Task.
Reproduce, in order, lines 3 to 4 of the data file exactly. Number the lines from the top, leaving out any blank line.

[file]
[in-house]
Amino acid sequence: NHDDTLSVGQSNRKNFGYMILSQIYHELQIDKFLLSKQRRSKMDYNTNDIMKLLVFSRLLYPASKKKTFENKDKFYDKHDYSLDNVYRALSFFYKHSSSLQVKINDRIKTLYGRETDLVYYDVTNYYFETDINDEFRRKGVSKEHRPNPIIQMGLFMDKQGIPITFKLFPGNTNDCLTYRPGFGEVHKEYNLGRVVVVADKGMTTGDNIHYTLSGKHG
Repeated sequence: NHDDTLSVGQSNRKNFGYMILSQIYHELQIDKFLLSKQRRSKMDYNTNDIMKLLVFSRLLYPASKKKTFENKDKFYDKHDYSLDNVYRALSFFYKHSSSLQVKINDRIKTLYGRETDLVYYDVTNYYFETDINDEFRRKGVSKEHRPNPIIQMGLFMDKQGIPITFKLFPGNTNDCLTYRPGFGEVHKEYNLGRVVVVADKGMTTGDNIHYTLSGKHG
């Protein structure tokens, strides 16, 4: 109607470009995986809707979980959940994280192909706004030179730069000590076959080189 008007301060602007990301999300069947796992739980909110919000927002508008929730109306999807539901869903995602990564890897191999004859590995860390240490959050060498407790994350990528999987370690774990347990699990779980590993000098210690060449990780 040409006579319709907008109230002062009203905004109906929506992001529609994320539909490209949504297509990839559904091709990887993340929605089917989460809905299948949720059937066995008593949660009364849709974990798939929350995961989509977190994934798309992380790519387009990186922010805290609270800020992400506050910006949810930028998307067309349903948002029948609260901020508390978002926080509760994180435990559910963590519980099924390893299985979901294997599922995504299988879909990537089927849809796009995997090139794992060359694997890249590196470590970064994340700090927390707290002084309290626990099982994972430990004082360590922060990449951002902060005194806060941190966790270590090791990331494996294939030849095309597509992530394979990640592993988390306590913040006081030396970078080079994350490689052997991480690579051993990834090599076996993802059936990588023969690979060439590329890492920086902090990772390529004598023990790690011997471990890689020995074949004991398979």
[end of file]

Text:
Repeated sequence: NHDDTLSVGQSNRKNFGYMILSQIYHELQIDKFLLSKQRRSKMDYNTNDIMKLLVFSRLLYPASKKKTFENKDKFYDKHDYSLDNVYRALSFFYKHSSSLQVKINDRIKTLYGRETDLVYYDVTNYYFETDINDEFRRKGVSKEHRPNPIIQMGLFMDKQGIPITFKLFPGNTNDCLTYRPGFGEVHKEYNLGRVVVVADKGMTTGDNIHYTLSGKHG
């Protein structure tokens, strides 16, 4: 109607470009995986809707979980959940994280192909706004030179730069000590076959080189 008007301060602007990301999300069947796992739980909110919000927002508008929730109306999807539901869903995602990564890897191999004859590995860390240490959050060498407790994350990528999987370690774990347990699990779980590993000098210690060449990780 040409006579319709907008109230002062009203905004109906929506992001529609994320539909490209949504297509990839559904091709990887993340929605089917989460809905299948949720059937066995008593949660009364849709974990798939929350995961989509977190994934798309992380790519387009990186922010805290609270800020992400506050910006949810930028998307067309349903948002029948609260901020508390978002926080509760994180435990559910963590519980099924390893299985979901294997599922995504299988879909990537089927849809796009995997090139794992060359694997890249590196470590970064994340700090927390707290002084309290626990099982994972430990004082360590922060990449951002902060005194806060941190966790270590090791990331494996294939030849095309597509992530394979990640592993988390306590913040006081030396970078080079994350490689052997991480690579051993990834090599076996993802059936990588023969690979060439590329890492920086902090990772390529004598023990790690011997471990890689020995074949004991398979």